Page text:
Clearly, then, the Habibis’ attack on the Church of the Annunciation was a terror attack – albeit not a terribly successful one. But it certainly wasn’t a “Jewish terror attack”, and (considering that the government whose policies the Habibis wanted to change was our own) it was an “Israeli terror attack” only in the most tenuous sense.

*          *          *

Hat tip: My research for this segment was considerably aided by this post at Bartholomew’s Notes on Religion. Erudite blogger Richard Bartholomew seems to be a little left-of-center for my taste – for example, he makes the rather dangerous mistake of thinking that the Guardian has anything useful to say about the Arab-Israeli conflict – but his posts are clear, thorough, well-written, and well-documented.

(This post can also be found at the Guns and Butter Blog.)

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At Wed Mar 08, 05:30:00 PM GMT+2, Anonymous Eyal said...

I'm not sure it's proper to label an act intended to change something only as it's relevant to yourself (or a very small group) as a "political" act. If these idiots had intended to change Israeli child welfare policies in general (rather than only as they applied to them), that might be considered a political act.

At Wed Mar 08, 05:49:00 PM GMT+2, Blogger Don Radlauer said...

Eyal, you raise an interesting point - which I considered as I was writing the piece, and which Vaguely Sinister Wife (who, unlike me, is a full-time expert on terrorism) was concerned about as well.

I decided to class the Nazareth attack as political - albeit just barely - since (A) the Habibis were clearly attempting to gain public attention and thus create political leverage against the Israeli government; and (B) the Habibis had already engaged in such highly politicized moves as trying to play the Palestinian Authority off against the Israeli government. In other words, the Habibis seemed to see their struggle against the government in political, rather than (or in addition to) legal terms. Further, if the Nazareth incident wasn't terrorism, what exactly was it? It wasn't criminal in the sense of having a financial motive. It wasn't simple "pay attention to me" vandalism. It wasn't a crime of passion. It seems to me that the "terrorism" label fits better than any other one that I can think of.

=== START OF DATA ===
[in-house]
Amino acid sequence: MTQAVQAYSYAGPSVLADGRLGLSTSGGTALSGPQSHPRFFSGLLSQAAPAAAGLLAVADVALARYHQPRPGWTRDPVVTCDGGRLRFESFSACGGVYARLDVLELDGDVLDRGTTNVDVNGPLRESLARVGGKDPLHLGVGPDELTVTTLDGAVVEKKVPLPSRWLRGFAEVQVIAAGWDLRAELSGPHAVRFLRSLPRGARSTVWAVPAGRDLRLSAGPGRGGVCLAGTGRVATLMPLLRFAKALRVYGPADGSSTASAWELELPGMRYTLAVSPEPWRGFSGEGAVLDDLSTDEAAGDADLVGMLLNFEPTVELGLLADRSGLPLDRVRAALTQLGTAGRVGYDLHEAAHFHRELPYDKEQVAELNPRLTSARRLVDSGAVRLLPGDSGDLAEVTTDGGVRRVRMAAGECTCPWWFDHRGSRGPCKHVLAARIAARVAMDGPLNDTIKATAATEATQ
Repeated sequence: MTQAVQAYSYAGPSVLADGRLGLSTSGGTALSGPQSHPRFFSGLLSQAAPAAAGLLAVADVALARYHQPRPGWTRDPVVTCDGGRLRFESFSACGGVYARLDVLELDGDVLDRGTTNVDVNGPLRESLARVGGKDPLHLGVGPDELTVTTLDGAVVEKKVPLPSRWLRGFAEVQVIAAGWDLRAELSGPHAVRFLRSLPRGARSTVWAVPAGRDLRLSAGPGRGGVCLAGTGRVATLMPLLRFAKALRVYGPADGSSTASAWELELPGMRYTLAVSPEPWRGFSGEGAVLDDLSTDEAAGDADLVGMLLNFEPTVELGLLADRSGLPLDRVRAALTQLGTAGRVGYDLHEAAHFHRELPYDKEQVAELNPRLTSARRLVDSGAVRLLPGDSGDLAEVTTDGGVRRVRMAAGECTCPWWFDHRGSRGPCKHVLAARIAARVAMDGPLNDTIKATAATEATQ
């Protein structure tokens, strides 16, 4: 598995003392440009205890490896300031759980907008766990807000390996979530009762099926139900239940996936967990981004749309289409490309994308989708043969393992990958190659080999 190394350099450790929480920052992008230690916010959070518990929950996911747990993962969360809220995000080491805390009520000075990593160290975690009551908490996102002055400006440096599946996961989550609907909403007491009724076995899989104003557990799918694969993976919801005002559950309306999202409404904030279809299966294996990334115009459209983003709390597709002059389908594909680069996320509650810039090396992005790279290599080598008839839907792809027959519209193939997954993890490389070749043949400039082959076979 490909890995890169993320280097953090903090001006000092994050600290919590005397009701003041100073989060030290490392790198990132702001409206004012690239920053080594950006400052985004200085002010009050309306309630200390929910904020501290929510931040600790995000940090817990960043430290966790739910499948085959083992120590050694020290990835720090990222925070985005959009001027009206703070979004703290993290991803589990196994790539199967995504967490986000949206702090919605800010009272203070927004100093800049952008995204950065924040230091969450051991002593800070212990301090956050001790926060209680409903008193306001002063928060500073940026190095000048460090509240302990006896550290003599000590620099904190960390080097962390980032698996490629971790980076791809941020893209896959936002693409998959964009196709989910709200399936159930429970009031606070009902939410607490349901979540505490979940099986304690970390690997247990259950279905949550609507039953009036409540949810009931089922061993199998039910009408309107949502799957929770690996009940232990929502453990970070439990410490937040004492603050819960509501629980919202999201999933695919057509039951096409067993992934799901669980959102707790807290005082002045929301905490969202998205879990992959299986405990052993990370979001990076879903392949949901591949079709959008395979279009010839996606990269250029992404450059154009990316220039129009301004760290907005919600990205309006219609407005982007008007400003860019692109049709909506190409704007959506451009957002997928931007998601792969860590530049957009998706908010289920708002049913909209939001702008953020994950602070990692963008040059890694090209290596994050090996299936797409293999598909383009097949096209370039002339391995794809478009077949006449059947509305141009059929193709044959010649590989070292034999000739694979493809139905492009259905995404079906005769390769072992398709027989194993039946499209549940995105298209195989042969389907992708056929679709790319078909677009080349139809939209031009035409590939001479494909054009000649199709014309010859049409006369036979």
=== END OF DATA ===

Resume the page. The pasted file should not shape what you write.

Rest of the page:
Here's a question for you: If something that affects only a single family or small group is not properly considered "political", where do we draw the line? For example, if the Habibis' attack is disqualified because it was too specific, what about a hypothetical attack perpetrated on behalf of a particular Bedouin tribe? At what point does a collective become large enough for its interests to be "political"?

Of course, there is no single correct way to answer questions like this. Any set of definitions we adopt is going to be either a little fuzzy around the edges, or else rely on some essentially arbitrary decisions regarding boundary conditions.

At Wed Mar 08, 06:57:00 PM GMT+2, Anonymous Eyal said...

I think the term "criminal" quite adequately covers this incident. In order to qualify to be terrorism, I think the end has to be political, rather than just the means.

As to where to draw the line, that's a question I wrestled with before making my previous post. While I agree that any determination will be arbitrary, and will likely depend on the situation, I don't think it's a problem in this case, since a family is pretty close to the "private" extreme of the spectrum.

At Wed Mar 08, 10:45:00 PM GMT+2, Blogger Savtadotty said...

I'm with Eyal on this one: think there are accepted legal distinctions between immediate family ("first-degree relatives") and larger collectives that would make it simple to draw the line between individual acts of criminality and terrorism.

And then there are the criminally insane, who could be considered ideologically motivated but aren't insane; I'm thinking of the Oklahoma City unabomber, for example.

At Wed Mar 08, 10:46:00 PM GMT+2, Blogger Savtadotty said...

I meant aren't terrorists, not aren't insane. (I'm in jet lag at the moment, which is another kind of temporarily insanity.)

At Wed Mar 08, 11:17:00 PM GMT+2, Blogger Don Radlauer said...

Hi (and welcome back) Dorothy!

The Oklahoma City bomber was Timothy McVeigh, and he was definitely a terrorist - according to every expert in the subject. The Unabomber (about whom I don't actually know that much) is considered a borderline case (a bit like the Habibis), in that he's (A) more or less a nutcase, and (B) still has something of a political motive, even if his politics aren't very well thought out.

Vaguely Sinister Wife tends to agree with you and Eyal, at least to some degree, since there is no indication that the Habibis were attempting to force the Israeli government to make a general shift in policy; she thinks that their case (and others like it) represents a sort of hybrid, in that a terrorist-like modus operandi is being used to promote an individual agenda. In this sense, we would need a whole new category for the Nazareth attack, one that would encompass cases where terrorist-style attacks are carried out for motives that are not truly political/ideological/religious.